By Sarah Osman
Considering the show’s uneven writing, there’s no certainty that Genera+ion will last longer than a viral TikTok video.
For the last few years, I have had the pleasure of teaching Gen Z. A few of my teacher friends and I have laughed over some of the (accurate) stereotypes, such as Gen Z’s love for TikTok and their knee jerk nihilistic outlook on the world (which, in all fairness, is often warranted). However, we have also noticed that Gen Z is far more progressive, socially conscious, and caring than previous generations. For some reason, the greater media is determined to portray them as “edgy,” which means there have been few depictions that have captured Gen Z’s empathetic feelings and inquisitive nature.
Genera+ion, HBO Max’s latest attempt at capturing Gen Z’s teen angst takes a rather different look at the age group. A cross between Euphoria and Sex Education (alas, lacking the latter’s humor and former’s beauty), Genera+ion is the brain child of a member of Gen Z. Nineteen-year-old Zelda Barnz wrote and co-created the show along with her father, Daniel Barnz. Her other father, Ben Barnz, executive produced the show with Girls creator and star Lena Duhman. Dunham’s Millennial comedy was greeted with mixed reactions because many viewers felt that Girls only focused on the lives of spoiled white women living in Brooklyn. Sadly, Genera+ion falls into that same frustrating trap, except this time around the coddled cohort features Gen Z with a sprinkling of diverse characters. What’s more, some of Dunham’s questionable humor and storytelling strategies have been slipped into the trials and tribulations of a younger generation.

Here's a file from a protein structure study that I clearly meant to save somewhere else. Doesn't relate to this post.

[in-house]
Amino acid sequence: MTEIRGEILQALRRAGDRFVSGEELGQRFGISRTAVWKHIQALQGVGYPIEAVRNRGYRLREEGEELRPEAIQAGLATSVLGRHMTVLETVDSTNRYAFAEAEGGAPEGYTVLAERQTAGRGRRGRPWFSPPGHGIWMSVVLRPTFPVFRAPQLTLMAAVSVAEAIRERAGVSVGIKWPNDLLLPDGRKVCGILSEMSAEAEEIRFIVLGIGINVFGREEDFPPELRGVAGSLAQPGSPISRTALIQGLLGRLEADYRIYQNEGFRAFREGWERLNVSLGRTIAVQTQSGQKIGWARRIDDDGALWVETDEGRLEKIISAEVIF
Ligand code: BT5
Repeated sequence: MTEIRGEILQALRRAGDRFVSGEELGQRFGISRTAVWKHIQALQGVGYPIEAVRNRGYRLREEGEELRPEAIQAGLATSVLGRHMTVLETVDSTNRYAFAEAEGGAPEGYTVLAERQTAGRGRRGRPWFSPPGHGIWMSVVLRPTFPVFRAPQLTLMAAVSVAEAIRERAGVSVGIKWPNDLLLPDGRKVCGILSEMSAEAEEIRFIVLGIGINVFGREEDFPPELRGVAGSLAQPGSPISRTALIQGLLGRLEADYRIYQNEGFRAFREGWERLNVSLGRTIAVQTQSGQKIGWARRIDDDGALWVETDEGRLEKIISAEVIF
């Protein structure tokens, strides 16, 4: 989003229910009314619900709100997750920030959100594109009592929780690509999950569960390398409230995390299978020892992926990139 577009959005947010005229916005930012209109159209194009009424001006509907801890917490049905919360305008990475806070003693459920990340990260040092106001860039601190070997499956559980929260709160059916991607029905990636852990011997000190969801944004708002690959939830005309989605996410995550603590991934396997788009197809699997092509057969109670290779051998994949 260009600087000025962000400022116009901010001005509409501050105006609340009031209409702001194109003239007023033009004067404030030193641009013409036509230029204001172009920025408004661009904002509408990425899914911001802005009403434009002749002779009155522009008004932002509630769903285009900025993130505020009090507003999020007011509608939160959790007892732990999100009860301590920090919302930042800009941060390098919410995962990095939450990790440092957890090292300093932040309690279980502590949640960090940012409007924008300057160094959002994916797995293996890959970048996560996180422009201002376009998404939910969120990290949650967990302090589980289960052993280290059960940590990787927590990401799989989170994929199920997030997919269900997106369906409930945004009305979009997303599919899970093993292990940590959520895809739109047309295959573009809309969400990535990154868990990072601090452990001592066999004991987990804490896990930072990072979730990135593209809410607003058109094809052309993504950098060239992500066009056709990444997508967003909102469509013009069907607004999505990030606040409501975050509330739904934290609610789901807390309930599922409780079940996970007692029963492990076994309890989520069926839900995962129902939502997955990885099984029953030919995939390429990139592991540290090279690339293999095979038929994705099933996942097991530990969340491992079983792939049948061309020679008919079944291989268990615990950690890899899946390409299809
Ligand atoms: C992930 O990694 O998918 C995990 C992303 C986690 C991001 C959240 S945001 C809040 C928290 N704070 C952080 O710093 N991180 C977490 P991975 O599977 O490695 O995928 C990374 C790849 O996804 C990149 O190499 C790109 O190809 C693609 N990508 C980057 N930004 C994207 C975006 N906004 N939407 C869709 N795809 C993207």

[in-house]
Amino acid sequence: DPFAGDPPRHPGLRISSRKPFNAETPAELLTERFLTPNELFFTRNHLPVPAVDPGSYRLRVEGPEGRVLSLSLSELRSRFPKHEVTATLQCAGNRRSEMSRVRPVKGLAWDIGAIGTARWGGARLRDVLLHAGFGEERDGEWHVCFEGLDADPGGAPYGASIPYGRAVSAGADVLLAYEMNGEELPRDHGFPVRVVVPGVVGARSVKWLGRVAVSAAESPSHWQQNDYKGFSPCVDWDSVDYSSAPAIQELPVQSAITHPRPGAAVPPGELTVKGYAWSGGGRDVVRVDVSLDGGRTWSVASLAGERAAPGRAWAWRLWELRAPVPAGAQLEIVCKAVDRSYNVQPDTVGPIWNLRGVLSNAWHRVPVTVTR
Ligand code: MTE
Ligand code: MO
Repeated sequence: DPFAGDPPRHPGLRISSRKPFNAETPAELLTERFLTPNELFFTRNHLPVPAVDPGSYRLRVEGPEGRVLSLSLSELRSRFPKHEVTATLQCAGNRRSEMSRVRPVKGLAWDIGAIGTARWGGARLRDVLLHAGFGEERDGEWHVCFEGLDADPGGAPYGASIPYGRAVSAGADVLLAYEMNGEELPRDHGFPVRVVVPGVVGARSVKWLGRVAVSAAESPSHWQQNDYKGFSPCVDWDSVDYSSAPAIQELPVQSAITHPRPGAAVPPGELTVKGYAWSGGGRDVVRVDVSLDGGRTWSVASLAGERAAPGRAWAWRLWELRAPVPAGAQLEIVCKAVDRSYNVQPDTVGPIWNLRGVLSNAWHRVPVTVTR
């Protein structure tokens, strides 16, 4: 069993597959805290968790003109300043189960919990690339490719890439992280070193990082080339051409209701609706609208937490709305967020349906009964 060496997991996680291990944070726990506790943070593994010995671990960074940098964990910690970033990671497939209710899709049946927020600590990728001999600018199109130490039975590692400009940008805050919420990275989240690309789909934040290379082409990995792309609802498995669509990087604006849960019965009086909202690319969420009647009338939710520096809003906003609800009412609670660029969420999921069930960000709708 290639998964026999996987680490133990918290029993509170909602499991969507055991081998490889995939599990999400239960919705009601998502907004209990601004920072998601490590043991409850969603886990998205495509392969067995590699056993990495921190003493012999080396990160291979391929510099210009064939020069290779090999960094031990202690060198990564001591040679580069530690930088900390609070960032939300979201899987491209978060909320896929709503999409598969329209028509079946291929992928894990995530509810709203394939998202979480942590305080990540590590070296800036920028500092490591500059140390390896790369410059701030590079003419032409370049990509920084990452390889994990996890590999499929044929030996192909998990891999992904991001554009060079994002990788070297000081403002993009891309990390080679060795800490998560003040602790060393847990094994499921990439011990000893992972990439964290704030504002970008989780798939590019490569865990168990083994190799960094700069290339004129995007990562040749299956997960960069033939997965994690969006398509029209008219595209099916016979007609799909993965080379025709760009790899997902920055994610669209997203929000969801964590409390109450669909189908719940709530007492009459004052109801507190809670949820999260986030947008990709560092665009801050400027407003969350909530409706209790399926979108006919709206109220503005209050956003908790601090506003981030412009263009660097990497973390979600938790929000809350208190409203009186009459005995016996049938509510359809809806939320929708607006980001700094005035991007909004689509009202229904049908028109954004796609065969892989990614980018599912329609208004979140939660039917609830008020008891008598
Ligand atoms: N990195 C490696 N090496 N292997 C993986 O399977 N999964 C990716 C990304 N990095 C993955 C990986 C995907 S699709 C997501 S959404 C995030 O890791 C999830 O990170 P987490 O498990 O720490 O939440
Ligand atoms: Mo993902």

The series follows a group of teenagers who I believe are living in Orange County, CA (I think — this is never made explicitly clear). The first episode introduces us to a number of different characters by dramatizing their perspectives on events that occurred on the same day. I found this opening to be quite interesting because it gave us the backstories of each character. We quickly became invested in their stories.
However, the first scene rings absurd. A teenager, who did not know she was pregnant, is giving birth in a handicap stall. Her friend checks out Wiki to find instructions on how to give birth while also checking on the sale at Sephora. Weirder still: the development of this farce is used to open each episode, and each time this specific group of characters seems to get dumber and dumber. One girl blocks the security guard from entering the stall, claiming that he can’t say “handicapped” anymore. Another girl seizes a bunch of cups from a restaurant at the food court and yells “reparations!” These high jinks are meant to be amusing, perhaps satirizing Gen Z’s obsession with being “woke.” But I found the silliness to be rather insulting to teenagers. Why should I care about characters who are so clueless?
Thankfully not all the characters in Genera+ion are that slow. The most intriguing figure, by far, is Chester (Justice Smith), an out and proud water polo player who wears rainbow crop tops to school. Because this breaks the dress code, Chester is sent to the new counselor, Sam (Nathan Stewart-Jarett), who sees underneath the teen’s outrageous armor. Chester develops a crush on Sam and opens up to him about his loneliness as well as his cynicism about the world around him. Chester shrugs off responsibility to others and himself; according to him, we will all die in 20 years due to global warming. Chester and Sam’s shared bond over going through life as Black gay men is one of the most powerful through lines in the series. Chester’s struggle — to accept himself and the challenging world he lives in — makes for riveting drama. Smith does an excellent job of oscillating between Chester’s outgoing facade and his deep-seated insecurity.